Here in the South we are all about “the reunion”. Family reunion, church reunion, class reunion… If you belong to a group of some sort—and of course you do!—there’s a good chance you’ll receive an invitation to a reunion before the end of summer. You may even be asked to plan it. Today I’m sharing my ten tips for a fun family reunion, tips to make yours a roaring success from planning to execution.
1. Planners gotta plan. There are a few people in our family who always step up and take charge. Whew! These people form the primary planning committee. They suggest two or three dates and a couple of locations and everyone votes. It’s the democratic way.
2. Spread the Word. Once a date and location is decided upon, it doesn’t take long to spread the word in our family. We are a group of talkers, and we have a family Facebook page. The thing to remember within a large family is that people get news different ways. It’s important to cover all the bases via email invitations, phone calls, Facebook, and mail paper invitations. (American Greetings has a great online site for printing free invitations!)
3. Involve the masses. Don’t be controlled by the 80-20 rule…you know, 20% of the people do 80% of the work? Recruit everyone to help. Put the Pinterest/Crafty group in charge of decorating. Recruit older teens to organize a craft table for the little ones. Recruit set up and cleanup committees. The primary organizing committee should delegate as much as possible.
4. Food and Beverages. There are lots of ways to handle this depending upon your location and travel distance. Before families became so spread out, reunions were potluck—easy and fun with P*L*E*N*T*Y of home cooking. Now that many folks travel from out of state, an easier way is to cater the meal. Barbecue, fried chicken, sides, bread, sweet tea. In my family, those who live nearby provide pot luck dessert because those old family recipes can’t be beat.
5. Cost. Charge for attendance to cover the caterer and extras like paper goods and soft drinks. Even though we’re talking about family, we aren’t a bunch of freeloaders. Someone has to pay. Everyone has to pay. Simple. In our family, another way we offset cost is with a silent auction. People donate items—all sorts of items. Family knickknacks, photos, books, whatever, but nothing too valuable. This is fun because the cousins invariable “fight” over silly items, and you’ll be amazed at what suddenly becomes a priceless family heirloom.
6. Create Excitement. Create excitement leading up to the event by posting pictures on your family Facebook page. Create an event hashtag (i.e. #JohnsonNation) because your family is cooler than you realize. The social media savvy will tweet and instagram about it, maybe even morphing your family into a trending topic! (In a good way, of course.) Consider ordering family reunion t-shirts. (These will need to be preordered and pre-paid so no one gets stuck with a bill.)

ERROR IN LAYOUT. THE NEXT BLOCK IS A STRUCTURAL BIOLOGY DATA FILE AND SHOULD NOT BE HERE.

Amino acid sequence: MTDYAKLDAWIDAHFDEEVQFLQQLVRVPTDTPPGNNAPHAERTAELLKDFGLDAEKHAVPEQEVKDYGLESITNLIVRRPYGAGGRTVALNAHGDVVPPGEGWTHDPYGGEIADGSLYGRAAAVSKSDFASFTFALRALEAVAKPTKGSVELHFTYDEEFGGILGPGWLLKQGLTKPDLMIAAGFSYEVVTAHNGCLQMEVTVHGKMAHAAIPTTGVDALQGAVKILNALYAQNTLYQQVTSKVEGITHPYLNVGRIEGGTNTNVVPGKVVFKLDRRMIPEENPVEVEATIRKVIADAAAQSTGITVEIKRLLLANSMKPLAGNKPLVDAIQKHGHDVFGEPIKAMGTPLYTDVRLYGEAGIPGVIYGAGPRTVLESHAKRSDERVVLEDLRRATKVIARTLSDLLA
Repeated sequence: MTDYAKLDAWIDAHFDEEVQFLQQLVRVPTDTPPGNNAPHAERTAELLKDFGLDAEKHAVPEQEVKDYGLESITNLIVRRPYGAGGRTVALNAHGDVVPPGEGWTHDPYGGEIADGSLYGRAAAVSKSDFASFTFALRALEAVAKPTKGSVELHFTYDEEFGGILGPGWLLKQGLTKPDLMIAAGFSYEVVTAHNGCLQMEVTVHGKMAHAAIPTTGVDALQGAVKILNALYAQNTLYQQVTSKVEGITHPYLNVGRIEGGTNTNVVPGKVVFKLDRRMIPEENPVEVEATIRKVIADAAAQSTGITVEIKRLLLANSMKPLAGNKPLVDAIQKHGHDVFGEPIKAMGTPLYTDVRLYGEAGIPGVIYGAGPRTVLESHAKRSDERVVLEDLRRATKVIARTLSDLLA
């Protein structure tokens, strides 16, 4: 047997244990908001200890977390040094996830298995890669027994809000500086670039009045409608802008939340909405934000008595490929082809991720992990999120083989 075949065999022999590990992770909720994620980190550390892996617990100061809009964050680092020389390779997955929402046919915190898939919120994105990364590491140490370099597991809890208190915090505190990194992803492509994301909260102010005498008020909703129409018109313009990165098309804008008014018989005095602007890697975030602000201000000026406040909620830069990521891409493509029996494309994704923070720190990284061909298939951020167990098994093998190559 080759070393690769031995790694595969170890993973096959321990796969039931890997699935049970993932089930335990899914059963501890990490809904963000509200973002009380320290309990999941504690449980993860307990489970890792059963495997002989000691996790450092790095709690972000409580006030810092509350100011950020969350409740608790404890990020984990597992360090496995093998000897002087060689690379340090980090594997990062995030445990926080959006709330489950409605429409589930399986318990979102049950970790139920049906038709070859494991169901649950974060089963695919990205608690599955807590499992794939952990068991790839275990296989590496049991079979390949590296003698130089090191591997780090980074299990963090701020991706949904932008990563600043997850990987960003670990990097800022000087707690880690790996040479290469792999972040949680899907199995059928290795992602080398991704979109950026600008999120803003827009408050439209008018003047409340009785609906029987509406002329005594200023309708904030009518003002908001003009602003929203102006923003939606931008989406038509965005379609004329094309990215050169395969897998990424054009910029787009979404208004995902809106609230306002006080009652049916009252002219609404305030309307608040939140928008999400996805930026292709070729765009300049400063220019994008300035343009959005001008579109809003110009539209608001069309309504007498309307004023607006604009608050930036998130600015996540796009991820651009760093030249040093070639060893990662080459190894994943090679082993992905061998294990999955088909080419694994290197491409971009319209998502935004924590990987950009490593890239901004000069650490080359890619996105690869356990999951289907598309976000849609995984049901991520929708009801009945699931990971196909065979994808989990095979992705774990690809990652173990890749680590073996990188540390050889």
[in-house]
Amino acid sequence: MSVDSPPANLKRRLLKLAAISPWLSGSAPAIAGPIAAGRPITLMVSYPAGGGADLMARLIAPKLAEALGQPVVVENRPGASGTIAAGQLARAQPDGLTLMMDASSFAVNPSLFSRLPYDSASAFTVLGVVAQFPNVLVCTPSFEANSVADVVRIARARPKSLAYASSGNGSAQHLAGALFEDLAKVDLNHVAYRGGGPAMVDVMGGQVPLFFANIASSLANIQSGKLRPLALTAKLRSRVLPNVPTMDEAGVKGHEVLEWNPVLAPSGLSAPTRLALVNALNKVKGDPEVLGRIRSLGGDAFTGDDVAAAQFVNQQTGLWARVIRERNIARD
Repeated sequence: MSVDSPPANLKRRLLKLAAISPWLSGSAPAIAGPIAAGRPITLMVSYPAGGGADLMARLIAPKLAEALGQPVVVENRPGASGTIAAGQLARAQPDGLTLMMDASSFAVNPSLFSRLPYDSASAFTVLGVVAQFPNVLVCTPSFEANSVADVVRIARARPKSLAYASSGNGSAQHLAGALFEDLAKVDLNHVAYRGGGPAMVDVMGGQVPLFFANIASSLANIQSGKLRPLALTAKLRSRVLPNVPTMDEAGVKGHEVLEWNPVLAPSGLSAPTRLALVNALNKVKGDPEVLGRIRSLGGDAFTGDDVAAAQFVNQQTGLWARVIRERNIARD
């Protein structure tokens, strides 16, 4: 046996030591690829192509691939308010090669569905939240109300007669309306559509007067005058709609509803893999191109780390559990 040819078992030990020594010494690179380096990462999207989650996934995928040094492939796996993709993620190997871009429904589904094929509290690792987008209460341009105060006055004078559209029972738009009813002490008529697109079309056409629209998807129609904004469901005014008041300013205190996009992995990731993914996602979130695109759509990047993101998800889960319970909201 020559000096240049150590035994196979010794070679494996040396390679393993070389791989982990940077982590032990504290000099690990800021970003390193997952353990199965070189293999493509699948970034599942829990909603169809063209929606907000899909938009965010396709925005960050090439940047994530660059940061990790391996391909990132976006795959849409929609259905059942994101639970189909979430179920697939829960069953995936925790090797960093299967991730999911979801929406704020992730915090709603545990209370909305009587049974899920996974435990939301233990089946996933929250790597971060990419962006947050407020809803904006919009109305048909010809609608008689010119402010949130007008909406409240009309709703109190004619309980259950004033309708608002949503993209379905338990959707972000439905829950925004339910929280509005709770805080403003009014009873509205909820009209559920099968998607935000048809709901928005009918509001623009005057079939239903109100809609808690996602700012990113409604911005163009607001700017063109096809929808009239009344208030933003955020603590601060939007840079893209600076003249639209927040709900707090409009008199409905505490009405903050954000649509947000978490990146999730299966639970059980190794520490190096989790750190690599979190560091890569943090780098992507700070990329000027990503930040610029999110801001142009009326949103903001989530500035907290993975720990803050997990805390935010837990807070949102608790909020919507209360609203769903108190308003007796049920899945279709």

7. Plan for the unexpected. Like what? Things like inclement weather. Have sunscreen and bug spray on hand. Borrow folding chairs and scatter hay bales for extra seating. Have band-aids and batteries available because it makes good sense. Got extra toilet paper? You may need it. To-go containers for leftovers are a great idea, too.
8. Decorations. This isn’t meant to be an ordeal, but add a few touches to make your reunion festive. Daisies in mason jars. String lights underneath a pavilion if your event goes into the evening. Arrange old family photo albums and memorabilia on a table for people to look at. Using clothespins, string black and white pictures to make family reunion bunting.
9. Music/Entertainment. Anytime our family gathers, there’s always music. Usually old Baptist hymns. It’s just how we are. One of the hip cousins brings his guitar, we sit under the pavilion, and everyone sings. Always. There may even be preaching before it’s all said and done. There are several generations of preachers in our family, too. It that’s not your thing, you might consider a Karaoke contest or simply play country music in the background.
10. Don’t stress. Remember, the main thing is to keep it casual and fun and don’t try to be perfect. After all, we’re all just family.
Grace Grits and Gardening
Farm. Food. Garden. Life.
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Sister Sledge, We Are Family